Without such federal legislation, any legal argument that mandatory injections are invalid as a breach of fundamental rights could attract a similar rejection to that recently handed down by the Justice Robert Beech-Jones in the New South Wales (NSW) Supreme Court.
It is unlikely that the present High Court would overrule this, whatever decisions were made in the NSW Court of Appeal. And all this would take a long time to resolve.
That is why the federal government should now get behind Kelly’s Bill.
In what critics would say was artificially legalistic, Justice Beech-Jones said that “so far as the right to bodily integrity is concerned, it is not violated, as the impugned orders do not authorise the involuntary vaccination of anyone.”
It was conceded that the orders curtail “freedom of movement, which in turn affects a person’s ability to work and socialise.” But these he ruled, were restrictions which the NSW Public Health Act clearly authorises.
If the federal government does not support Kelly’s Bill, the better legal case would be to challenge the directions as an exercise of misfeasance in public office, a little known actionable civil wrong.
There is a strong precedent for this in Justice Steven Rares’s 2020 Federal Court of Australia judgment against the government in “Brett Cattle Company Pty Ltd v Minister for Agriculture,” concerning the Gillard government’s live cattle ban.
The government, under strong National Party pressure, decided not to appeal his decision, no doubt because this would have been extremely unpopular in rural circles.
A powerful decision, it might not have withstood appeals to the full Federal Court and the High Court.
This is because courts have usually taken the view that in challenges to subordinate legislation made by the executive, such as the WA directions, they should be deferential to the executive.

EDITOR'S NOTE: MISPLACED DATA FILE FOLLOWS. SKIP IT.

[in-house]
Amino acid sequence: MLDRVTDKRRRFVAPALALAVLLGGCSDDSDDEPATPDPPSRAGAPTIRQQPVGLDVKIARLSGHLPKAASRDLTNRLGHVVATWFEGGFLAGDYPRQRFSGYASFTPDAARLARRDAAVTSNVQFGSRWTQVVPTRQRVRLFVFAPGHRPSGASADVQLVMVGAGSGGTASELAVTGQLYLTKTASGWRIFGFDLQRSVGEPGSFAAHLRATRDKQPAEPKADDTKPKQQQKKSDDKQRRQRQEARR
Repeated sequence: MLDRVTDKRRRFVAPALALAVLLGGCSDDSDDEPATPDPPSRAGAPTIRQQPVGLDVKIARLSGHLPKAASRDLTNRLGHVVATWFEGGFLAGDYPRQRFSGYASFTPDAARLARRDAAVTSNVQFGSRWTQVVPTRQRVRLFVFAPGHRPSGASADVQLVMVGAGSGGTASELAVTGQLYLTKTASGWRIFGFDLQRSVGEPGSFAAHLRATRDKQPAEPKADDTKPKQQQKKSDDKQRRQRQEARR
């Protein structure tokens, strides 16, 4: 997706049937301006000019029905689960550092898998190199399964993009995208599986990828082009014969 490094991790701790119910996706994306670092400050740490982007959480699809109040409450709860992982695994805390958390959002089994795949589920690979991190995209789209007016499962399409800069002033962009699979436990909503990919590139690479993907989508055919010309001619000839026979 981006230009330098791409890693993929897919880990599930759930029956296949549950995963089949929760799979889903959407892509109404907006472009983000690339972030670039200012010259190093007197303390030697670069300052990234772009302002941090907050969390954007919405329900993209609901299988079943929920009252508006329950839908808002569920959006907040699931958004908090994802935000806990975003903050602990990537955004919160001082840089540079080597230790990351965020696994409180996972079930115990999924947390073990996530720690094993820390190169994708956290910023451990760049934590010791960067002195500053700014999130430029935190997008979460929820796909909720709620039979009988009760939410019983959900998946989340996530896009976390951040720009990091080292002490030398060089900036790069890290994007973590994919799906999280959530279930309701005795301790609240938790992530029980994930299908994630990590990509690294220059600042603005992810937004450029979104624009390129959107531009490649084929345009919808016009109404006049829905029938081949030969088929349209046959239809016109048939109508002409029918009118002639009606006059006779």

What would be the best argument to encourage courts to subject mandatory vaccination to the same tests applied by Justice Rares? These were the tests of reasonableness and proportionality in relation to the impact of the live cattle ban government on the common law rights of ordinary Australians.
That best argument could well be that the court should no longer show any deference to an executive which is no longer subject to the usual checks and balances.
Indeed, the fact that these checks and balances have been gradually whittled away over the years will not escape the judges.
The people will be looking to the judges for justice as a last resort. For the system to hold and to enjoy the support of the people, the judges should not fail them.
Mandatory vaccinations are unjustifiable and may well be the edge for the maintenance of authoritarian rule by the politicians without any of the usual safeguards.
The immortal words of the great Lord John Acton echo down the ages: “Power tends to corrupt, and absolute power corrupts absolutely.”
What is truly extraordinary is that Australians today are less free than they were under British colonial rule.
Views expressed in this article are the opinions of the author and do not necessarily reflect the views of The Epoch Times.